After turning on my GPS app to monitor my walking time, pace, distance, and calories burned, I started thinking about how technology can change physician/ patient communication for the better, if used thoughtfully.
For example, an article discussing the stethoscope as a historical artifact, raises the question are our physicians’ early or deferred adopters of advanced diagnostic technology.
“The stethoscope, the iconic device representing medical technology for the past two centuries, may be fading from the scene as physicians start to embrace mobile technology in the form of handheld ultrasound devices and smartphone apps. Newer digital stethoscopes enable doctors to not only listen to heart sounds and record them, but handheld devices provide high-resolution ultrasound that can actually see what’s wrong with the heart. Why do you want to still focus on these heart sounds that provide very indirect information and secondary acoustic events?” (A)
A related question: Do your physicians take full advantage of the scope of uses of their Electronic Medical Record? • Access to patient information, such as diagnoses, allergies, lab results, and medications. •Access to new and past test results among providers in multiple care settings. •Computerized provider order entry. •Computerized decision-support systems to prevent drug interactions and improve compliance with best practices. •Secure electronic communication among providers and patients. •Patient access to health records, disease management tools, and health information resources. •Computerized administration processes, such as scheduling systems. •Standards-based electronic data storage and reporting for patient safety and disease surveillance efforts.” (B)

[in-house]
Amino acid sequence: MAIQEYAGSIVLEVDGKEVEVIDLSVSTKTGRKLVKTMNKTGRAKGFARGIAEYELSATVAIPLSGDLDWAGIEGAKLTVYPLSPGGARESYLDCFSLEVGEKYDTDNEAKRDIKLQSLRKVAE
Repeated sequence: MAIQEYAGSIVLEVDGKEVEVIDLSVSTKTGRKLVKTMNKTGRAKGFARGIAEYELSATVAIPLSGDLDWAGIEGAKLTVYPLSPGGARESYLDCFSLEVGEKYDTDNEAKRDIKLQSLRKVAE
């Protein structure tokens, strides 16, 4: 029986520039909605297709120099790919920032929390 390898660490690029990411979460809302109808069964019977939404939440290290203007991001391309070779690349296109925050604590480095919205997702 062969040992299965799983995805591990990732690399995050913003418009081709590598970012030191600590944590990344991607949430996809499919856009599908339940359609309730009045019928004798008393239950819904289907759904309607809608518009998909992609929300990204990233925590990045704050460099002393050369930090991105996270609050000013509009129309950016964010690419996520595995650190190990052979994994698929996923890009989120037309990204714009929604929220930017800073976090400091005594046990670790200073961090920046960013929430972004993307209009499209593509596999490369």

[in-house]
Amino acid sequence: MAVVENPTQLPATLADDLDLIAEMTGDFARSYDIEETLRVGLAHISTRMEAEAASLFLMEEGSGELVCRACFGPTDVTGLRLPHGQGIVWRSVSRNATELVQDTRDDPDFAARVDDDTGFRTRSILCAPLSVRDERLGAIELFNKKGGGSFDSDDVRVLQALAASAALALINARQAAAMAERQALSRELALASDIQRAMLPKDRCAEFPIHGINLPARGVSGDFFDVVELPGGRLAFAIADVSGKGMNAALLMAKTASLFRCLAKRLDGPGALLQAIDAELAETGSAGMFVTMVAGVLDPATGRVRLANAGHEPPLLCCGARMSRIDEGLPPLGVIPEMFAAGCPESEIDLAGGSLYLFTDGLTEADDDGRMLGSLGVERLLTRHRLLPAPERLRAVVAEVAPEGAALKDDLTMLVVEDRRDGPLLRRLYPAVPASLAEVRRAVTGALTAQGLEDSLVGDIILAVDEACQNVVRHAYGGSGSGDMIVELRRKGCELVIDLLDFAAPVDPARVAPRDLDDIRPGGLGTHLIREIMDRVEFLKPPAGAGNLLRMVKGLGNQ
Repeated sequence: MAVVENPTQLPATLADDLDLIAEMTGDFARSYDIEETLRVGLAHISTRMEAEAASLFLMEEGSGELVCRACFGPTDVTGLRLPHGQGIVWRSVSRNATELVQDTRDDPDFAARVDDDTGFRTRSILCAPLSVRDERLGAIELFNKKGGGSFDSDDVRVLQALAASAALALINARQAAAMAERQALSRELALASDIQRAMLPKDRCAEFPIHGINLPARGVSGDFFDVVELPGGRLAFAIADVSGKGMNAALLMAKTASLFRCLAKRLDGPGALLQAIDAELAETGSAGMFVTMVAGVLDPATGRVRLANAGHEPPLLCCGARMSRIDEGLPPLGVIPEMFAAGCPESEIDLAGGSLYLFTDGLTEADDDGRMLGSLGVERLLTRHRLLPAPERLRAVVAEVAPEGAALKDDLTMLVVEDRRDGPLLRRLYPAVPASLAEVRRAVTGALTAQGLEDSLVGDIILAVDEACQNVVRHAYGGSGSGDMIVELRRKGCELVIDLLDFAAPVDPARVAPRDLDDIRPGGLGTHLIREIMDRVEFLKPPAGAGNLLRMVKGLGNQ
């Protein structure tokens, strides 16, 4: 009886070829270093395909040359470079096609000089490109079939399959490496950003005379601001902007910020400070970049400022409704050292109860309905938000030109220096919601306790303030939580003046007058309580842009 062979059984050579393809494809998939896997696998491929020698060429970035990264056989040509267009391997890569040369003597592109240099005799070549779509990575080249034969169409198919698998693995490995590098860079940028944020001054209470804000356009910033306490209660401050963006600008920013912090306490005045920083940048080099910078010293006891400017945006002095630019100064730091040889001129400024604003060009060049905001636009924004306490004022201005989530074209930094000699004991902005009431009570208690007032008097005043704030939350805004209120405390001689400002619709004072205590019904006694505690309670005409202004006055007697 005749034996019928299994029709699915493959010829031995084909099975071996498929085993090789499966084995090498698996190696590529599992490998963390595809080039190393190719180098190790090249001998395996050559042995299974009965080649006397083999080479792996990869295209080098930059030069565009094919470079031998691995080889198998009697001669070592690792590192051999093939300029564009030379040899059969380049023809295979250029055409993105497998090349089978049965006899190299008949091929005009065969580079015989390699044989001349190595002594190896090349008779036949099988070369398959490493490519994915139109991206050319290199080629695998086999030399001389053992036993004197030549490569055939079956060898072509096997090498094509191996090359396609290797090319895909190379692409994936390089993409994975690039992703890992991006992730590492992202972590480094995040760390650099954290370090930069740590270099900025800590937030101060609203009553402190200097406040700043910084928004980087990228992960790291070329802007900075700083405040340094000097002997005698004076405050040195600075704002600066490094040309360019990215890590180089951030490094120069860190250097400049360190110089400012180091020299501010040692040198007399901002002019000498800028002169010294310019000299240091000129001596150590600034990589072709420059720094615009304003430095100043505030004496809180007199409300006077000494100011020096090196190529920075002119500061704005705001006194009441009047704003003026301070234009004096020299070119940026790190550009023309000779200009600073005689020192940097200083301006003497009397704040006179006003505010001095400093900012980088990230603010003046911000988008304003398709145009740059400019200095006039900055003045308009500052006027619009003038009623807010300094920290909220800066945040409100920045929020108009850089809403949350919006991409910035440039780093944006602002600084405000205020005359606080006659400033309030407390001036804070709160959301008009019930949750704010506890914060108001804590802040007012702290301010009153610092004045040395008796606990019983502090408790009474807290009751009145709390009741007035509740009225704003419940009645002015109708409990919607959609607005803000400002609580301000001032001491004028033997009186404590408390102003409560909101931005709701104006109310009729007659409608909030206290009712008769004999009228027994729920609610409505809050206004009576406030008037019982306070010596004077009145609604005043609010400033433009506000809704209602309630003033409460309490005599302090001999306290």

And next on the horizon: Smart Phones, if used thoughtfully, can facilitate doctor/ patient communication.
“Smartphones already can be used to take blood-pressure readings or even do an electrocardiogram. ECG apps have been approved by the U.S. Food and Drug Administration for consumers and validated in many clinical studies. The apps’ data are immediately analyzed, graphed, displayed on-screen updated with new measurements, stored and (at an individual’s discretion) shared. I thought I’d seen it all in my decades long practice as a cardiologist, but recently, for the first time, I had an ECG emailed to me by a patient, with the subject line, “I’m in atrial fib, now what do I do?” I immediately knew that the world had changed. The patient’s phone hadn’t just recorded the data; it had interpreted it.” (C)
Getting back to weight loss, just-for-fun, here’s an interesting “futuristic” app. (D)
“Our team has created the world’s first handled device able to scan food at a molecular level: the …. Food Sensor. Our technology includes a three-part system: a pocket-sized spectrometer, a cloud-based patented analysis engine, and a mobile app that work together to scan foods, identify calories, macronutrients, allergens, and also provide relevant information such as food fraud, food adulteration and food quality.”
So besides reading these blog posts you can gauge how innovative your physicians in some of the following ways: every Tuesday the New York Times Science section includes health care technology updates; subscribe (usually free) to email newsletters from nationally prominent academic medical centers. “Google” (carefully) about your medical concerns and conditions, and what new diagnostic technology is being used.
My app says I burned 150 calories writing this post!